The Burryman

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The Burryman, in full regalia, takes a rest, supported by his two attendants (10 August 2007)

The Burryman or Burry Man is the central figure in an annual ceremony or ritual, the Burryman's Parade, that takes place in South Queensferry, (Gaelic Cas Chaolais) near Edinburgh, on the south bank of the Firth of Forth in Scotland, on the second Friday of August. The custom is associated with, but separate from, the town's Ferry Fair.[1] The meaning of this ceremony has long been forgotten, but it has been the cause of much speculation.[2] It is sometimes said that the custom was first recorded in 1687 (when the right to hold the Ferry Fair was originally granted[3]), but it is widely believed to be much older.[1][4]

The ceremony[edit]

Burrs are the hooked, sticky flowerheads of various species of burdock

According to folklorist Christina Hole, writing in 1976, the day of the Burryman ceremony (the second Friday of August) is the day before the town's Ferry Fair.[1] but the present Ferry Fair website suggests that it comes at the end of a week-long fair.

On the Friday morning, a local man is covered from head to ankles in burrs (the sticky flowerheads or seedheads of two species of burdock, Arctium lappa and A. minus)[4] that grow locally. The stickiness of his burry covering means that he has to walk awkwardly, with legs apart and arms held out sideways but he is nevertheless paraded around a seven-mile route through South Queensferry for nine hours or more.[5] He supports his aching arms on waist-high poles decorated with flowers. Two attendants (dressed in normal clothing[1]) guide him through the town and help him through his ordeal. They visit the town's pubs, some factories, and the provost's house, at each of which the Burryman is given a drink of whisky, but because of his sticky facial covering he can only drink through a straw. He is not allowed to speak. By the end of the day he is exhausted.[4]

Tradition holds that he will bring good luck to the town if they give him whisky and money, and that bad luck will result if the custom is discontinued.[1]

Only men born in the village can take on the role of the Burryman. Although local residents must apply annually to the local council for the dubious honour,[4] some have held the office for several years. Alan Reid was the Burryman for 25 years (until 1999); his successor, John Nichol, took over till 2011.[4] Other past holders of the position have included James "Kitter" Magan, Mr. J. Hast, Sam Corson and Arne Fredricksen.[citation needed] From 2012, the position is held by Andrew Taylor.

In 2005, the Burry Man inspired an amusing avantgarde 'folk song' by Daniel Patrick Quinn and narrated by local man Duncan Grahl.[citation needed]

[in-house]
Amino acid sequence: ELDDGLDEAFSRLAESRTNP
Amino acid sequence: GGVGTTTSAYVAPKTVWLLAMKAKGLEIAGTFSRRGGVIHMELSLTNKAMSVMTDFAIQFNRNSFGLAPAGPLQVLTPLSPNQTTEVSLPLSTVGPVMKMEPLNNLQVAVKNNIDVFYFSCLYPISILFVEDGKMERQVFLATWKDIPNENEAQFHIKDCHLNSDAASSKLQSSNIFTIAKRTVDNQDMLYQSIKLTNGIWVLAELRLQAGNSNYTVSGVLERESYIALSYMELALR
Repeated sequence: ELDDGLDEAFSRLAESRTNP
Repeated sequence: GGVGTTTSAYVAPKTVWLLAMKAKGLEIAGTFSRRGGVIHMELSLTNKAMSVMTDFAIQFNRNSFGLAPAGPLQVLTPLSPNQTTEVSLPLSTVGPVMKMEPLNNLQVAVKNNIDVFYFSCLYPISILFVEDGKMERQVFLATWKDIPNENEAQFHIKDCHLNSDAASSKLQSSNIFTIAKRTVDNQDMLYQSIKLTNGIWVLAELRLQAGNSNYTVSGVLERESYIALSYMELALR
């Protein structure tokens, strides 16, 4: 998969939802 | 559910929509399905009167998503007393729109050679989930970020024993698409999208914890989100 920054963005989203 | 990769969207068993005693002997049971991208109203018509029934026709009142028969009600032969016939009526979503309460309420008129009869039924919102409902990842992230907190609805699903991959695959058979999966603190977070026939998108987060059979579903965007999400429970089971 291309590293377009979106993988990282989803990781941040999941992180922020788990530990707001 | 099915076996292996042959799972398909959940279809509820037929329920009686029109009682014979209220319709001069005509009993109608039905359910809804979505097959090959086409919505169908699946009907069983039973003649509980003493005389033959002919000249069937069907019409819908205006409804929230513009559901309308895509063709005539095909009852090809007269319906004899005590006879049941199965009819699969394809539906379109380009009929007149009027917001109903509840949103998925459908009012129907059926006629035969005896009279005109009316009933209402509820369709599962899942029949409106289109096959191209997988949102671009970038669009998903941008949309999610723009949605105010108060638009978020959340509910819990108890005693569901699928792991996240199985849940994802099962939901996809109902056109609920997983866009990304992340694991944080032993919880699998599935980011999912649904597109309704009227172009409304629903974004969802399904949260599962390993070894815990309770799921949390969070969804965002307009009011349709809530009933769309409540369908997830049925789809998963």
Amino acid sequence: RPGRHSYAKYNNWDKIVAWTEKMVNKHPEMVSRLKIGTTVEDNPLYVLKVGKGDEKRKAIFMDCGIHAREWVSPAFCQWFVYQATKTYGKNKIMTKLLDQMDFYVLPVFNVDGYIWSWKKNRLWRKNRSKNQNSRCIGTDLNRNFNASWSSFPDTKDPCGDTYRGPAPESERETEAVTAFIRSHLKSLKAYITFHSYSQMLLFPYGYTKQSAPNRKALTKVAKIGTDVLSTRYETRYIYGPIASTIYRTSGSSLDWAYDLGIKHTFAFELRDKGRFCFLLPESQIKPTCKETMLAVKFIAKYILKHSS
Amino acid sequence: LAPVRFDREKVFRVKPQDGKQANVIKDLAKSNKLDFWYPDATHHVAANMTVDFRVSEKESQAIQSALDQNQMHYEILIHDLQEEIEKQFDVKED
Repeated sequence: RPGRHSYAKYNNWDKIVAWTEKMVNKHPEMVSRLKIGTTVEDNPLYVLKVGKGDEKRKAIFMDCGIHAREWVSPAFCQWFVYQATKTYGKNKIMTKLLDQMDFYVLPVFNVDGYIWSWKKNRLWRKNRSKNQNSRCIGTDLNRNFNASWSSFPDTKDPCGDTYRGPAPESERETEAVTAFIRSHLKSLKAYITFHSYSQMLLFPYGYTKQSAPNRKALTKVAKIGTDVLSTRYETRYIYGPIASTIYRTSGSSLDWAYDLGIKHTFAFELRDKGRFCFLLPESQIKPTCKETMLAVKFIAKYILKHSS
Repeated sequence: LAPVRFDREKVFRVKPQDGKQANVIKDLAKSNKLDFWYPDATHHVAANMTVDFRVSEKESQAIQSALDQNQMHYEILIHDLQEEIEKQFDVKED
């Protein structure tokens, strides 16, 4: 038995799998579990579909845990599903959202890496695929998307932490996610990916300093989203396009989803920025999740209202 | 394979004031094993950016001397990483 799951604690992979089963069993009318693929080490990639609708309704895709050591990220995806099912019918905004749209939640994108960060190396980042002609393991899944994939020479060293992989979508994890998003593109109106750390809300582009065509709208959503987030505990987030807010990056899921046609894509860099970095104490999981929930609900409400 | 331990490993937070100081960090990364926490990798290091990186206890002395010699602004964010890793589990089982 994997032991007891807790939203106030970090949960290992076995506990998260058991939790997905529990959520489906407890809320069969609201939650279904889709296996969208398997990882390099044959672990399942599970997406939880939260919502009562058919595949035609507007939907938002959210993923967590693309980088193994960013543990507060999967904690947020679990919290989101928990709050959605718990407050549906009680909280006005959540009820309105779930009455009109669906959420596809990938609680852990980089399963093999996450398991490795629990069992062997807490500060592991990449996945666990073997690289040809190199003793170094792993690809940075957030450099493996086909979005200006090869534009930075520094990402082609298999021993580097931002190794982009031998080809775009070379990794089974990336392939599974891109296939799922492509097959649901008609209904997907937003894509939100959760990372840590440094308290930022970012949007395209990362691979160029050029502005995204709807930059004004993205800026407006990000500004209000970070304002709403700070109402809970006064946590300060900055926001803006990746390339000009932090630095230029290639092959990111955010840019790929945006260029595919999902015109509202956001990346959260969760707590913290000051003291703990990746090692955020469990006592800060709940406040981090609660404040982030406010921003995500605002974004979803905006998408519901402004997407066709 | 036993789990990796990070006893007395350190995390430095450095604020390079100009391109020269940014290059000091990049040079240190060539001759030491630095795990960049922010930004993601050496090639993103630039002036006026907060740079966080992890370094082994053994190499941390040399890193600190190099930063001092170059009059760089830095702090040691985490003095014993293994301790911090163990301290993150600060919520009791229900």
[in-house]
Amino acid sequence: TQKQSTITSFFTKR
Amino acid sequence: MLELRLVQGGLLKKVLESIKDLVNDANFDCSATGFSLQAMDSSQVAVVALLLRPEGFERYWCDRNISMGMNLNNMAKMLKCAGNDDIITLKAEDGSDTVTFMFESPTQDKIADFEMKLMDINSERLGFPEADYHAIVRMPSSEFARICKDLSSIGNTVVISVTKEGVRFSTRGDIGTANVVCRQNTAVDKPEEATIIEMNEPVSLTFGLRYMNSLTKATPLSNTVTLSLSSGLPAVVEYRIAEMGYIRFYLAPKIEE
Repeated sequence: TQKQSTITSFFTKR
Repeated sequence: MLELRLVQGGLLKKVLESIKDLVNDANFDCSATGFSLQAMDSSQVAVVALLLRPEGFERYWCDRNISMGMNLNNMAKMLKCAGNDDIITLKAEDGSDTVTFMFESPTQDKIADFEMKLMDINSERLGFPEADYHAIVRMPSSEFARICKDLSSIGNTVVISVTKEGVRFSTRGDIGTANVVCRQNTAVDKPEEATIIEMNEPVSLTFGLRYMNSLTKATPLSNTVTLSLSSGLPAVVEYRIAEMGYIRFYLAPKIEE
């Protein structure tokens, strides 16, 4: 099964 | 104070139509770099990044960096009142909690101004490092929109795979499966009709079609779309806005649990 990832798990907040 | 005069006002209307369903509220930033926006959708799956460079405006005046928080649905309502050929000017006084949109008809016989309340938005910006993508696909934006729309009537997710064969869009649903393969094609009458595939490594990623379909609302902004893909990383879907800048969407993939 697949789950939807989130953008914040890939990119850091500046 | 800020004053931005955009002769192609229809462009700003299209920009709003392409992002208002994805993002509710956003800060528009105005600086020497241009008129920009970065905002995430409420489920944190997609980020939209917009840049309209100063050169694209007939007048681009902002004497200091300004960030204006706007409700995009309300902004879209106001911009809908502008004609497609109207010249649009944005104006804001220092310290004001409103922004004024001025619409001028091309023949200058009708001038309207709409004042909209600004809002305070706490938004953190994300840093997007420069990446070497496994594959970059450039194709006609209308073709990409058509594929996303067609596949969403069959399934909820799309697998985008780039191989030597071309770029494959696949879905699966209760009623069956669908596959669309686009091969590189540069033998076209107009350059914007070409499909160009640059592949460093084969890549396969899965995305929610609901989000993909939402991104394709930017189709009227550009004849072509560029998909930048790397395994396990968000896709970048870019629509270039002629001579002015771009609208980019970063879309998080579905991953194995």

Details of the costume[edit]

The Burryman is meant to collect his covering of burrs for himself, as well as any ferns and flowers used to decorate his costume and the two flower-covered staves (poles) that he rests his hands on.[4] John Nichol admits to recruiting his family to help gather the large number of burrs: approximately 11,000 are needed. They are then meshed together into about 25 flat panels (A3 in size), like natural Velcro, which can be wrapped around his body on the morning of the ceremony. The process takes about half an hour.[6] He dresses in several layers of clothing to protect himself from their hooks. A balaclava covers his head and face; it too is covered with burrs, leaving only small eye and mouth holes;[6] a flower-covered bowler hat tops off the outfit.[2][7]

He wears boots (his feet are the only parts of his body to remain uncovered by burrs) and has a broad, sash around his waist, currently made from a folded Royal Standard of Scotland,[2] displaying the top half of a red lion rampant on a bright yellow background.[7] The choice of flag used in the outfit has varied, as a photograph from the 1970s shows the sash around the waist made from a folded Union Flag.[8]

Suggested origins[edit]

There are many theories about the origin of the custom, what the ceremony means, and why it continues. One idea is that the parade was intended to ward off evil spirits - it can certainly ward off children, some of whom are terrified at the very sight of the Burryman, and avoid looking him in the eye.[4]

It has been suggested that he carries on a tradition thousands of years old; that he is a symbol of rebirth, regeneration and fertility (similar to the Green Man) that predates almost all contemporary religions; that he is a "scapegoat"[1] and may even originally have been a sacrificial victim.[4]

Similar ceremonies used to be held in other Scottish fishing communities, notably Buckie on the Moray Firth and Fraserburgh, to 'raise the herring' when there had been a poor fishing season.[1][4] Now, only the South Queensferry ceremony remains in Scotland, though there are possible parallels with the Whittlesea Straw Bear[1] and the Castleton Garland King (and perhaps even the Jack in the green) in England, as well as other customs elsewhere in Europe.

References[edit]

  1. ^ a b c d e f g h Hole, Christina (1978). A Dictionary of British Folk Customs, pp53–54, Paladin Granada, ISBN 0-586-08293-X
  2. ^ a b c The Burryman: article at Scotsman.com (accessed 21 September 2009)
  3. ^ The 1687 Proclamation of the Ferry Fair
  4. ^ a b c d e f g h i Flora Celtica
  5. ^ 2007 Burryman route
  6. ^ a b Queensferry's Burryman John Nicol's online article
  7. ^ a b Gallery of Burryman 2009 photos (accessed 21 September 2009)
  8. ^ Extract from Book by WW Fyfe

External links[edit]